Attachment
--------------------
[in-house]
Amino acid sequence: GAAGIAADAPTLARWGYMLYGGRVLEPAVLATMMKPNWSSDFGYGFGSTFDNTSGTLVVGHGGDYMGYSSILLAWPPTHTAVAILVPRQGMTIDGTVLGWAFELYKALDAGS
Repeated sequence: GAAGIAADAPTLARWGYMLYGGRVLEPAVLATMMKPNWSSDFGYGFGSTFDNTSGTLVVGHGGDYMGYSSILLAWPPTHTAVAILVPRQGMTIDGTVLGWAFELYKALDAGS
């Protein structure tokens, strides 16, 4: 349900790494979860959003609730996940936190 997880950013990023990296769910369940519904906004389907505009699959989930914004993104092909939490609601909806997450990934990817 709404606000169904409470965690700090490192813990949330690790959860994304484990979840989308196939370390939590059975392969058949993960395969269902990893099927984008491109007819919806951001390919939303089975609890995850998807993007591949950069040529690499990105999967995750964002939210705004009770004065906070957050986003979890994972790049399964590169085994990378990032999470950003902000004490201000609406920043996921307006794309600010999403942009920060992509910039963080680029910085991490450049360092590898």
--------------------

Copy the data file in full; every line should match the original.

[in-house]
Amino acid sequence: GAAGIAADAPTLARWGYMLYGGRVLEPAVLATMMKPNWSSDFGYGFGSTFDNTSGTLVVGHGGDYMGYSSILLAWPPTHTAVAILVPRQGMTIDGTVLGWAFELYKALDAGS
Repeated sequence: GAAGIAADAPTLARWGYMLYGGRVLEPAVLATMMKPNWSSDFGYGFGSTFDNTSGTLVVGHGGDYMGYSSILLAWPPTHTAVAILVPRQGMTIDGTVLGWAFELYKALDAGS
């Protein structure tokens, strides 16, 4: 349900790494979860959003609730996940936190 997880950013990023990296769910369940519904906004389907505009699959989930914004993104092909939490609601909806997450990934990817 709404606000169904409470965690700090490192813990949330690790959860994304484990979840989308196939370390939590059975392969058949993960395969269902990893099927984008491109007819919806951001390919939303089975609890995850998807993007591949950069040529690499990105999967995750964002939210705004009770004065906070957050986003979890994972790049399964590169085994990378990032999470950003902000004490201000609406920043996921307006794309600010999403942009920060992509910039963080680029910085991490450049360092590898």